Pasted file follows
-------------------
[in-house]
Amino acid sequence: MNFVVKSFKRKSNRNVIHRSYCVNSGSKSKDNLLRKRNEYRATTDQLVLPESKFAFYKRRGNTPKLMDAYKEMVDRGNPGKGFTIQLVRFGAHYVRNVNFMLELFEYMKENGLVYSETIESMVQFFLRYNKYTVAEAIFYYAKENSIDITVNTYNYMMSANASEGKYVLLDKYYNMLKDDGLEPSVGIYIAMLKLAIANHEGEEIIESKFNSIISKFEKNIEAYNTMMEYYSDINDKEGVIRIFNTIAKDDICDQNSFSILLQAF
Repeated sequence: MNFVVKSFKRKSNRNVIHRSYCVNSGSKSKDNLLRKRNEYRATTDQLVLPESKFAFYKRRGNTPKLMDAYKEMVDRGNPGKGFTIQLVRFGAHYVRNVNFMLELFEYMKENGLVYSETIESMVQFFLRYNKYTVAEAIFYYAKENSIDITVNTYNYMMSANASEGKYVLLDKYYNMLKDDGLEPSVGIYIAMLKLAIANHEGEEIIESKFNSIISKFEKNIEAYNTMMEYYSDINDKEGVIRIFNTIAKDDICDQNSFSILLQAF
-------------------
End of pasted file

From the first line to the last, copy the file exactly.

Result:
[in-house]
Amino acid sequence: MNFVVKSFKRKSNRNVIHRSYCVNSGSKSKDNLLRKRNEYRATTDQLVLPESKFAFYKRRGNTPKLMDAYKEMVDRGNPGKGFTIQLVRFGAHYVRNVNFMLELFEYMKENGLVYSETIESMVQFFLRYNKYTVAEAIFYYAKENSIDITVNTYNYMMSANASEGKYVLLDKYYNMLKDDGLEPSVGIYIAMLKLAIANHEGEEIIESKFNSIISKFEKNIEAYNTMMEYYSDINDKEGVIRIFNTIAKDDICDQNSFSILLQAF
Repeated sequence: MNFVVKSFKRKSNRNVIHRSYCVNSGSKSKDNLLRKRNEYRATTDQLVLPESKFAFYKRRGNTPKLMDAYKEMVDRGNPGKGFTIQLVRFGAHYVRNVNFMLELFEYMKENGLVYSETIESMVQFFLRYNKYTVAEAIFYYAKENSIDITVNTYNYMMSANASEGKYVLLDKYYNMLKDDGLEPSVGIYIAMLKLAIANHEGEEIIESKFNSIISKFEKNIEAYNTMMEYYSDINDKEGVIRIFNTIAKDDICDQNSFSILLQAF